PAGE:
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Zambia

Sightsavers is working towards eliminating blinding trachoma in Zambia. In 2017 we distributed more than 2.8 million treatments to help control the spread of the disease.

Our work in Zambia

Zambia is a landlocked country blessed with a wealth of natural resources, including the largest copper deposits in Africa. However, two-thirds of Zambia’s population of 16.2 million continue to live in poverty.

Life expectancy is among the lowest in the world, at just 57 years old, and health outcomes are poor. It is estimated that 2.8 per cent of people over the age of 50 in Zambia are blind, and 11 per cent have visual impairments.

Almost 20 per cent of the population live in areas affected by blinding trachoma. This infectious disease starts out a bit like conjunctivitis, but if it’s not treated it causes scarring to the eyelid that makes the eyelashes turn inward, so with every blink they scrape against the eye. Sightsavers is working towards eliminating trachoma in Zambia.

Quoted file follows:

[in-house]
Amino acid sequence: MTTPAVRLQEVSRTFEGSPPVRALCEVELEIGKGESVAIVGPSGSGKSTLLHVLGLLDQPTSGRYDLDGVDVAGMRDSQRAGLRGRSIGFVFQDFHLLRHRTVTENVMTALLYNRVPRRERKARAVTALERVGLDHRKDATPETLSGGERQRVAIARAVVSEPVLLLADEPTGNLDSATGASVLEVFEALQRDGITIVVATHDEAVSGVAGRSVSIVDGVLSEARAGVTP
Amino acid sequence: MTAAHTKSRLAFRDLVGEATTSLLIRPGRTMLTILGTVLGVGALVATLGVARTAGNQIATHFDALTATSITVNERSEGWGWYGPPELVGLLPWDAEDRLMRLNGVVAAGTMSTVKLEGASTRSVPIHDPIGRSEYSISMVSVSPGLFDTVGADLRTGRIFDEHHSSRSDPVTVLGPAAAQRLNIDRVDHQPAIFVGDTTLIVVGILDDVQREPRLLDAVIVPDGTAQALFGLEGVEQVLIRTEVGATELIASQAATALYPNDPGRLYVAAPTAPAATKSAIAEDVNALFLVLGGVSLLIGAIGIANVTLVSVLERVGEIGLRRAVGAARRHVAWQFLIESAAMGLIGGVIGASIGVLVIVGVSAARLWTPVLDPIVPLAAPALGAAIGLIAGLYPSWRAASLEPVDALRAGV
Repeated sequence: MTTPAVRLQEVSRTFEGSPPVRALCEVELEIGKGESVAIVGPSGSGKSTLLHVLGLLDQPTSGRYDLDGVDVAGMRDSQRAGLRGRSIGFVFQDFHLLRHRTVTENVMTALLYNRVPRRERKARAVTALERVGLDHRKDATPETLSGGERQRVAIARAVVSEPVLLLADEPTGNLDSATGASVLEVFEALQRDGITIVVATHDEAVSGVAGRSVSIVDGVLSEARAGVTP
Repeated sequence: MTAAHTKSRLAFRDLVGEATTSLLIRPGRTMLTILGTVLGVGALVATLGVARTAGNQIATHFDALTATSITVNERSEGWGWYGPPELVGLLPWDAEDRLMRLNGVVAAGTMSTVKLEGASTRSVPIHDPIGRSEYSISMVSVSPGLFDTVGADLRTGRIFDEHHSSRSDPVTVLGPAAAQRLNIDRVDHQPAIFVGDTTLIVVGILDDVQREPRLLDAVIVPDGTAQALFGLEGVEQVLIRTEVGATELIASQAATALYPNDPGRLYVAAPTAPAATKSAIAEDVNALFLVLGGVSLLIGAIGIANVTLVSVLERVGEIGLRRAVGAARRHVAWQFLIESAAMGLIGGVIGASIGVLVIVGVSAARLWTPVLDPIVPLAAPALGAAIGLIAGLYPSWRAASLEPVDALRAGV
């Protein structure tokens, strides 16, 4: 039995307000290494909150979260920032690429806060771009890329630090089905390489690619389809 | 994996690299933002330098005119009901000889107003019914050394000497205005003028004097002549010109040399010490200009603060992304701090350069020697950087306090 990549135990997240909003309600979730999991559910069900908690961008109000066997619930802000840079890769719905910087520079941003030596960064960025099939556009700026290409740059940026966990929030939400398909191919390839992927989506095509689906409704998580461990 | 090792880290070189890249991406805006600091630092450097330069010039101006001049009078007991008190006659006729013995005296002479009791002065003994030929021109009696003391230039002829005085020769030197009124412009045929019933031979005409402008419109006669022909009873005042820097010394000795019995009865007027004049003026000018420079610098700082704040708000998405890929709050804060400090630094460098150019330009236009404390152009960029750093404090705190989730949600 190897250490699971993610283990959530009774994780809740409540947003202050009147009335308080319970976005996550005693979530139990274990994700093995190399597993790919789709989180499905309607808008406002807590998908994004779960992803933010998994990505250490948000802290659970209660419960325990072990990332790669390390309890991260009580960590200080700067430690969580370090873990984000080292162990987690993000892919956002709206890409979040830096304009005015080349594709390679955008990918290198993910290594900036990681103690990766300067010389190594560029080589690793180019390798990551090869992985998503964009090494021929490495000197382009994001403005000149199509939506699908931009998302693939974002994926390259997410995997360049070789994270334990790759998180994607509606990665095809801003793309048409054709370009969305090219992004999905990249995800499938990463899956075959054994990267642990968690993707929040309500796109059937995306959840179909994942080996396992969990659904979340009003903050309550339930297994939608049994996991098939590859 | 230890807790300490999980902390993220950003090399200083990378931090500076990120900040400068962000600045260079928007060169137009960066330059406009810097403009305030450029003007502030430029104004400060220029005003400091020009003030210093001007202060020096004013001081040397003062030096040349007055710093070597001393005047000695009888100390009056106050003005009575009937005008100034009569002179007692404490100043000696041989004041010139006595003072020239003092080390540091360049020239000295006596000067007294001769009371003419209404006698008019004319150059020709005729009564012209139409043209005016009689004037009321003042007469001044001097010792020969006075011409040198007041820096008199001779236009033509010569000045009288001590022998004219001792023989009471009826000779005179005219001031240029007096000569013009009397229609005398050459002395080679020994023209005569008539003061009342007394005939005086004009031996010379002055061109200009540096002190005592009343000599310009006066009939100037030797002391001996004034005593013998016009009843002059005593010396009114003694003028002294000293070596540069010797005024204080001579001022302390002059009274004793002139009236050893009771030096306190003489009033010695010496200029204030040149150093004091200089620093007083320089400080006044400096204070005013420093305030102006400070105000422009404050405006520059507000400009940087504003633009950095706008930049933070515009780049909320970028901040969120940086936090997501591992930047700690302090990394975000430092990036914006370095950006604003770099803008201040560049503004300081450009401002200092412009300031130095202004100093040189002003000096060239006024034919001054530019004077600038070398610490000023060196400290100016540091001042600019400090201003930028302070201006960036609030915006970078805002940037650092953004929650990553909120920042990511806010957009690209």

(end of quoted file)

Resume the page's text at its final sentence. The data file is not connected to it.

Meet our Zambia Country Director

Glenda Mulenga joined Sightsavers more than six years ago. In this video, she explains how we are helping to achieve the UN’s Global Goals in Zambia.

Our projects in Zambia

The Global Trachoma Mapping Project is the largest infectious disease survey ever undertaken, helping to pinpoint accurately the world’s trachoma-endemic areas. Completed in January 2016, the project saw surveyors collect data from 2.6 million people in 29 countries, including Zambia, using Android smartphones.

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More from Zambia

A close up of Mr Ndalela examining a young girls eyes.
Sightsavers Reports

Mr Ndalela’s story

Meet Mr Ndalela. He is the only eye surgeon in the Senanga region of western Zambia who can carry out complicated procedures. But he’s frustrated he can’t do more to help people in the community.

Namukolo and her brother carry water buckets through their village.
Sightsavers Reports

Namukolo’s story

We believe that no child should have to stop their education due to reversible blindness and infection. But for Namukolo, this could have been a reality.

Inuto helps to examine someone's eyes.
Sightsavers from the field

How six weeks of training can improve eye care for all

In Zambia, Sightsavers’ Alistair Burnett learned first-hand how basic training courses for eye health workers can provide long-term benefits.

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